Fakes are lightweight implementations of the services you need. Maintained, ideally, by the team who makes that service.

    pg-mem is a fake database for your tests

    pg-mem is a pure in-memory implementation of Postgres. The perfect solution for database tests that sit in that sweet spot between pure unit and full integration. 😍

    You get database reads and writes, guarantees around data consistency, migrations, and zero overhead. Your tests run in memory, as fast as always.

    pg-mem achieves this through Olivier Guimbal's herculean effort. The madman built his own SQL parser and reimplemented an almost full-featured clone of Postgres in TypeScript.

    What pg-mem looks like in practice

    See the example repository for the full setup. It's based on my How to configure Jest with TypeScript from a while back when I thought this article would be "next week". 😅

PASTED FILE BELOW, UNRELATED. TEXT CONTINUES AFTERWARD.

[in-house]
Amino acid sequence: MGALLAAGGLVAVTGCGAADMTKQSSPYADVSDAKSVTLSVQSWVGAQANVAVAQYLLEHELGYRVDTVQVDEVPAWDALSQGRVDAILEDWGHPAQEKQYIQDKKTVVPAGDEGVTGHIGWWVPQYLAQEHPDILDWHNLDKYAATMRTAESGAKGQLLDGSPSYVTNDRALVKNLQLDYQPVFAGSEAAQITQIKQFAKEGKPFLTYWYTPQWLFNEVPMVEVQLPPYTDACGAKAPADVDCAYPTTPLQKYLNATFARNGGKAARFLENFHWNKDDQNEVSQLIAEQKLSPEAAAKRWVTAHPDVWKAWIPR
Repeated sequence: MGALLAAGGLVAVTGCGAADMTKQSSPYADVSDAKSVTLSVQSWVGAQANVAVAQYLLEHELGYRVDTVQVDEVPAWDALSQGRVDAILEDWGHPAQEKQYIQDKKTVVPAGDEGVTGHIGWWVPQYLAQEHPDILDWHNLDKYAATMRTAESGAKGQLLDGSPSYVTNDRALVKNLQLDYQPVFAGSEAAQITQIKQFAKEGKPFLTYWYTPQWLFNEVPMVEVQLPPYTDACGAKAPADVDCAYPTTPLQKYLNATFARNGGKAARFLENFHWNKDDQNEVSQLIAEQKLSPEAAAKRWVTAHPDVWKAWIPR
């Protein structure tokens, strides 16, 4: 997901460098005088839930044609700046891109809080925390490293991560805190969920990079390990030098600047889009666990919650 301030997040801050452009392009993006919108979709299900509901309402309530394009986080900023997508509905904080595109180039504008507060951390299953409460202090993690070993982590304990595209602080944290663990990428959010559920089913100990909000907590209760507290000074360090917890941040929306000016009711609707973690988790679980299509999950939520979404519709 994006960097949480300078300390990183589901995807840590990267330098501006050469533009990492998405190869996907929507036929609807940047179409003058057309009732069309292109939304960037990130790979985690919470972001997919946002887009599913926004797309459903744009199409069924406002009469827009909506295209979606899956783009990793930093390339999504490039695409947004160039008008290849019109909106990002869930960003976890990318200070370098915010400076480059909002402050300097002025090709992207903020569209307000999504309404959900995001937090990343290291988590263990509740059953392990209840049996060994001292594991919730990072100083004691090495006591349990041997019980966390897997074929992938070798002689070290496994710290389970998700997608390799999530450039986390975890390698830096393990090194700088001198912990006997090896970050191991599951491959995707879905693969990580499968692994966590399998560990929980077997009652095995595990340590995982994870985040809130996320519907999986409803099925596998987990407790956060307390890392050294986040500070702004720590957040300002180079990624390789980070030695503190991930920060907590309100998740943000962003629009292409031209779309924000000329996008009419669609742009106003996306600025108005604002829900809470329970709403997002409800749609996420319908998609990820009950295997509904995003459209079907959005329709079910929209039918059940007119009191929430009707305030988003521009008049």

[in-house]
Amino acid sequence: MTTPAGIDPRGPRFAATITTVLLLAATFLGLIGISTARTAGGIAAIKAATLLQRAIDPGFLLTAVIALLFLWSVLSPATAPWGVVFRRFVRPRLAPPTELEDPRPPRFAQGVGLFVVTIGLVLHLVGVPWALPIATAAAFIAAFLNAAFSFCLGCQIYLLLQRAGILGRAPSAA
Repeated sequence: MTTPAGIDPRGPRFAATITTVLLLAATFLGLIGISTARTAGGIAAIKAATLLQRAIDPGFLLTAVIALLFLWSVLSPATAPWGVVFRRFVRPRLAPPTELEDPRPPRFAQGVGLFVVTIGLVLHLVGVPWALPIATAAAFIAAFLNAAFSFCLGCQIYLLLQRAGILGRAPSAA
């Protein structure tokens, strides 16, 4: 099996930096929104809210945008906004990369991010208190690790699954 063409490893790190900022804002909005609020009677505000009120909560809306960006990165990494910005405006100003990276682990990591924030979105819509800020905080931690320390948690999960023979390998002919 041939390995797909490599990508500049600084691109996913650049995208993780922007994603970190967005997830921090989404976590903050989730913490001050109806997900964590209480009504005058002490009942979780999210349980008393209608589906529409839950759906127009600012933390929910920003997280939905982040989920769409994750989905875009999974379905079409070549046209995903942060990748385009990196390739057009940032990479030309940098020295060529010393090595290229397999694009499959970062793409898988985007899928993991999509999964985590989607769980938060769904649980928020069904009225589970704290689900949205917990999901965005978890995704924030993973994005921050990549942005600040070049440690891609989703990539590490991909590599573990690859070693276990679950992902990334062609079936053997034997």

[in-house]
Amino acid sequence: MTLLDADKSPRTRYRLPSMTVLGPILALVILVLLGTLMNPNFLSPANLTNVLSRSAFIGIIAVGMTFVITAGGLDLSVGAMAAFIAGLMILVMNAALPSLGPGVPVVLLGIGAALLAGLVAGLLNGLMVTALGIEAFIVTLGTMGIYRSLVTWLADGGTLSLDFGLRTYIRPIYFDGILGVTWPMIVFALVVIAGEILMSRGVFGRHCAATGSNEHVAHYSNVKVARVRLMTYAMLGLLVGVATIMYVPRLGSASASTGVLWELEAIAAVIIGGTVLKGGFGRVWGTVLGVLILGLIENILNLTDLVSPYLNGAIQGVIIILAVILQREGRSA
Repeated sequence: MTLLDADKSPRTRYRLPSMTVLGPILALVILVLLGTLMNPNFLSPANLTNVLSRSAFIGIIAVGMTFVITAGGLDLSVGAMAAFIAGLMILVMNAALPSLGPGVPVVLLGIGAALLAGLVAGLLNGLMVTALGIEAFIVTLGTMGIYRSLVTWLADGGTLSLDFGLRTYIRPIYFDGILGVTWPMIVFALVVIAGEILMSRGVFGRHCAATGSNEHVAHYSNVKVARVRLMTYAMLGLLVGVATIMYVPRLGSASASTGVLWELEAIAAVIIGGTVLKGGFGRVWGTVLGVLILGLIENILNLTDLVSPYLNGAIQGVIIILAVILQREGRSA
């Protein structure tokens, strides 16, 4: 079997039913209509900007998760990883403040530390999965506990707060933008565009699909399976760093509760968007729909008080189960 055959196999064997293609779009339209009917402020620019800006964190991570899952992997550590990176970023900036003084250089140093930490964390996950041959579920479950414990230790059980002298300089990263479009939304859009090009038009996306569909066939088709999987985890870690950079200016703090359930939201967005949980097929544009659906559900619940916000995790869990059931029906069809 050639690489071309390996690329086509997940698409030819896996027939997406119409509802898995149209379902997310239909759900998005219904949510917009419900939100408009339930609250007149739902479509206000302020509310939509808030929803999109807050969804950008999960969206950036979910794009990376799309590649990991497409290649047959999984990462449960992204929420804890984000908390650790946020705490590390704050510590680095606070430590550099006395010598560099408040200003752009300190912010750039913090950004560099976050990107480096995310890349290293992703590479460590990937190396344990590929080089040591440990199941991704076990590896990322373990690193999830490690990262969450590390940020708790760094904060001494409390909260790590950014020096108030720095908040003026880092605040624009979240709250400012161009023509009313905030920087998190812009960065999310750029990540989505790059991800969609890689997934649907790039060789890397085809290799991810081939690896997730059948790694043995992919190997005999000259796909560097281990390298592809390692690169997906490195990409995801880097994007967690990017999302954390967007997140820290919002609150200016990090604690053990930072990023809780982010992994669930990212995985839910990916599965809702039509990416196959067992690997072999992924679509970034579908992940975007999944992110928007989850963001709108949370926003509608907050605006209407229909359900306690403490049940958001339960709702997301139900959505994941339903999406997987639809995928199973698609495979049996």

For this example we're using knex, a query builder, to talk to the database and pg-mem for testing. The project doesn't do anything useful, it exists to show off testing.

    Use Jest manual mocks to fake your database

    Jest manual mocks are the perfect place to implement a fake. You build a lightweight implementation of your code and Jest uses it in tests.

    For the database example, you take this db connection file:

    // ./src/db.ts
    import knex from "knex"
    import knexFile from "../knexfile"
    export default knex(knexFile)

    And add its fake counterpart in a sibling __mocks__/ directory:

    // ./src/__mocks__/db.ts
    import { newDb } from "pg-mem"
    import knexFile from "../../knexfile"
    const mem = newDb()